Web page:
CFTC strikes back at TFS-ICAP senior managers in flying & printing case
The assertion that “flying is not a material misrepresentation” is entirely unsupported, the CFTC argues.
Less than a month after Jeremy Woolfenden and Ian Dibb challenged claims by the Commodity Futures Trading Commission (CFTC) in a case about illicit practices known as flying and printing, the US regulator has responded to the arguments of the senior managers of TFS-ICAP.
Let’s recall that Jeremy Woolfenden was the Global Head of Emerging Markets broking at TFS-ICAP, whereas Ian Dibb was the CEO of TFS-ICAP from approximately 2011 to 2017.
The CFTC alleges that, from approximately 2008 through 2015, brokers at TFS-ICAP offices in the United States and the United Kingdom attempted to deceive and deceived their clients by engaging in the practices of communicating to them fake bids and offers and fake trades in the foreign exchange options market. The CFTC Complaint alleges that the practices, known as “flying prices” and “printing trades”, were a core part of TFS-ICAP’s broking business.
Following the counter-arguments by Woolfenden and Dibb, the CFTC letters containing the response by the regulator to the defendants’ statements have been filed with the New York Southern District Court. The letters are dated February 22, 2019, but were filed with the Court on March 1, 2019.
In the documents, the CFTC notes that the New York Southern District Court has personal jurisdiction over Mr. Woolfenden because his actions caused the underlying misconduct at issue in this case. TFS-ICAP brokers made misrepresentations to US-based clients because they had been trained and encouraged to do so by Mr. Woolfenden. Though Mr. Woolfenden lived in London, as the Global Head of Emerging Markets FX Options he directly supervised and managed these US- and London-based brokers through at least mid-August 2015. Moreover, he registered with the CFTC in the United State as an associated person of two CFTC-registered entities.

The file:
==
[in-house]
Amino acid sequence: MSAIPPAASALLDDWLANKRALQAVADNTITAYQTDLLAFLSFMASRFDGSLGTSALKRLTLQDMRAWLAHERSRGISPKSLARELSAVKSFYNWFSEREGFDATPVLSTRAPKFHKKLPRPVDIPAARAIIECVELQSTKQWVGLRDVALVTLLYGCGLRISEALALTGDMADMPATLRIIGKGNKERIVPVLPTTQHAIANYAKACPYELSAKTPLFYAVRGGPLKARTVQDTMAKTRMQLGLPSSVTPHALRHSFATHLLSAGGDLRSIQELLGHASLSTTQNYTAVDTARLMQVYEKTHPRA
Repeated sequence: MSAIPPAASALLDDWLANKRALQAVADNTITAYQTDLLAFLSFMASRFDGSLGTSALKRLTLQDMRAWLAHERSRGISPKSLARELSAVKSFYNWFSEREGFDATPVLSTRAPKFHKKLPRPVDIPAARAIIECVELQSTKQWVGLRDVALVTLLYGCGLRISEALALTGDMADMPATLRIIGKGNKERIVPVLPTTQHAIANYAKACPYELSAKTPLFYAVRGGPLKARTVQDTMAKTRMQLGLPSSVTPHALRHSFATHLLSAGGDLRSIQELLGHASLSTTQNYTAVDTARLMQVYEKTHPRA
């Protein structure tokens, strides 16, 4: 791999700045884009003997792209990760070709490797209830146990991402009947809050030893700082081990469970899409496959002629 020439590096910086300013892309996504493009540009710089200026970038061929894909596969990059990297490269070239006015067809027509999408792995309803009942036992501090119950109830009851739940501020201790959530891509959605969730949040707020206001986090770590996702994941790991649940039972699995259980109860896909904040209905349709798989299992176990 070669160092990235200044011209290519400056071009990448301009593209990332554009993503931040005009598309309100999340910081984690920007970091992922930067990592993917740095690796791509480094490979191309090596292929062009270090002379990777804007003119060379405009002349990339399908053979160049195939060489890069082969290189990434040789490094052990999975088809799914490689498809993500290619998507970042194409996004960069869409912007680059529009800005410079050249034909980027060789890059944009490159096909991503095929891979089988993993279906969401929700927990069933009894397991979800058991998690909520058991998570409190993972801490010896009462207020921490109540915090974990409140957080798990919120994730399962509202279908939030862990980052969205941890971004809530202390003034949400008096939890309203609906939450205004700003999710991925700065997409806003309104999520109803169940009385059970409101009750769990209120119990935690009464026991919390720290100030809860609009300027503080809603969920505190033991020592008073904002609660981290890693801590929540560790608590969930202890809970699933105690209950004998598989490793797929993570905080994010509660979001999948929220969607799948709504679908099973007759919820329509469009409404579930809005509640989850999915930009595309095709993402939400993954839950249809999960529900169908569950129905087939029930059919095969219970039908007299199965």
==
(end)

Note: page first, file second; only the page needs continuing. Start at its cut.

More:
Furthermore, the CFTC argues that the conduct at issue in this case – flying prices and printing trades to US-based clients – is a direct result of Mr. Woolfenden’s own actions. The Complaint alleges that in 2008, Woolfenden introduced the practices of flying and printing to US-based brokers. Specifically, he pressured existing US management at the time to adopt the deceptive practices, stripped them of responsibilities when they resisted, and installed a new manager who would comply. Moreover, Mr. Woolfenden took it upon himself to teach the practices to US-based supervisees.
Regarding Mr Dibb, the CFTC argues that the Complaint contains allegations sufficient to draw a reasonable inference that he knew or, at the very least, “consciously avoided” knowledge that TFS-ICAP brokers flew prices and printed trades to US-based clients or was “willfully blind” to such conduct. The Complaint alleges Mr. Dibb (1) flew prices and printed trades himself before he was CEO; (2) heard London brokers on the floor talk about flying and printing while he was CEO; and (3) on at least one occasion, in 2014, received an email from a New York broker expressing concern about printing trades in a regulated market. Furthermore, the Complaint alleges that Mr Dibb did not implement any policies or procedures-either in New York or London-to deter or detect these deceptive practices. Collectively, these allegations are seen as more than adequate by the CFTC to plead conscious avoidance.
Importantly, the CFTC addresses the question about “flying” violating (or not) the CEA. Declaring that “flying is not a material misrepresentation,” is an entirely unsupported assertion, the CFTC says. The regulator says that the Complaint adequately alleges that the conduct at issue was “material” to traders, the definition of”transaction” under the Act is sufficiently broad, and the statutes and regulations at issue plainly make deceptive practices-like “flying,” as alleged-illegal and thus provide fair notice.